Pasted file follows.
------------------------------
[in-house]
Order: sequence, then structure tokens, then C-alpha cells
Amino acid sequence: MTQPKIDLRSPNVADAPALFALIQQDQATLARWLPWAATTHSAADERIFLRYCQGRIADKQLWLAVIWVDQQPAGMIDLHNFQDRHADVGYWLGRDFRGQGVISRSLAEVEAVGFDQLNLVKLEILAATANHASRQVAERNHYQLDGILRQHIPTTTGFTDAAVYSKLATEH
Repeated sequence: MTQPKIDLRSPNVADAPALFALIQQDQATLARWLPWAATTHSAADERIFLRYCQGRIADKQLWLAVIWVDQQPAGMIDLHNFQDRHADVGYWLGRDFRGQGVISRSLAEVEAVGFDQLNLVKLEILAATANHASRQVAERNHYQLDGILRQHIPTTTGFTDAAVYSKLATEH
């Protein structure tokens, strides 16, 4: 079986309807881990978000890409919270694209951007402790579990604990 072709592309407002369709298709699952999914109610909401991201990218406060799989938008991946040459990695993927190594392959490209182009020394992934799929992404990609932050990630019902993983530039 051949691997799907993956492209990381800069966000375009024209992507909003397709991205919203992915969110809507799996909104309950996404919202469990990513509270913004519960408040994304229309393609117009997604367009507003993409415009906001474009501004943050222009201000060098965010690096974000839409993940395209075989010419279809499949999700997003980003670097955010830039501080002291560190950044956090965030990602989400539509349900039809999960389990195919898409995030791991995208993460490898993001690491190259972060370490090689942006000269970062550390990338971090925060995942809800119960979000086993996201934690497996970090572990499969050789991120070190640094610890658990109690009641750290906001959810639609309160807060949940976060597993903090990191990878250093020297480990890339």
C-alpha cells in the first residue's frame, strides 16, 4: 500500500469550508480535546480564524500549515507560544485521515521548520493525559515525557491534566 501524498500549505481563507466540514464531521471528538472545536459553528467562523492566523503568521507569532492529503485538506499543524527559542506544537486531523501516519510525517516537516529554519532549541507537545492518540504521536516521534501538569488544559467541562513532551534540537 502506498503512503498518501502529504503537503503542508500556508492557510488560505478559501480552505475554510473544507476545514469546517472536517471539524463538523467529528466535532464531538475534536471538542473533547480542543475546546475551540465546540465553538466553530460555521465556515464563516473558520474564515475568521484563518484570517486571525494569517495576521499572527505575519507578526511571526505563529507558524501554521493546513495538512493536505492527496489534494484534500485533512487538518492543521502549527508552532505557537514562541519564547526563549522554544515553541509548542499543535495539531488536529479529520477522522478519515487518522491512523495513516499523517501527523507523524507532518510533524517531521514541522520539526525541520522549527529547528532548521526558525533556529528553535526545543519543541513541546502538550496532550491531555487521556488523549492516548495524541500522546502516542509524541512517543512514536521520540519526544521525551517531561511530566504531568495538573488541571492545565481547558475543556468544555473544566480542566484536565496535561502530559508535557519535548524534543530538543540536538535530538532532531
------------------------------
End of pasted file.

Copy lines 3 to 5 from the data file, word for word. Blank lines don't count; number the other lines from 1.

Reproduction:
Amino acid sequence: MTQPKIDLRSPNVADAPALFALIQQDQATLARWLPWAATTHSAADERIFLRYCQGRIADKQLWLAVIWVDQQPAGMIDLHNFQDRHADVGYWLGRDFRGQGVISRSLAEVEAVGFDQLNLVKLEILAATANHASRQVAERNHYQLDGILRQHIPTTTGFTDAAVYSKLATEH
Repeated sequence: MTQPKIDLRSPNVADAPALFALIQQDQATLARWLPWAATTHSAADERIFLRYCQGRIADKQLWLAVIWVDQQPAGMIDLHNFQDRHADVGYWLGRDFRGQGVISRSLAEVEAVGFDQLNLVKLEILAATANHASRQVAERNHYQLDGILRQHIPTTTGFTDAAVYSKLATEH
């Protein structure tokens, strides 16, 4: 079986309807881990978000890409919270694209951007402790579990604990 072709592309407002369709298709699952999914109610909401991201990218406060799989938008991946040459990695993927190594392959490209182009020394992934799929992404990609932050990630019902993983530039 051949691997799907993956492209990381800069966000375009024209992507909003397709991205919203992915969110809507799996909104309950996404919202469990990513509270913004519960408040994304229309393609117009997604367009507003993409415009906001474009501004943050222009201000060098965010690096974000839409993940395209075989010419279809499949999700997003980003670097955010830039501080002291560190950044956090965030990602989400539509349900039809999960389990195919898409995030791991995208993460490898993001690491190259972060370490090689942006000269970062550390990338971090925060995942809800119960979000086993996201934690497996970090572990499969050789991120070190640094610890658990109690009641750290906001959810639609309160807060949940976060597993903090990191990878250093020297480990890339």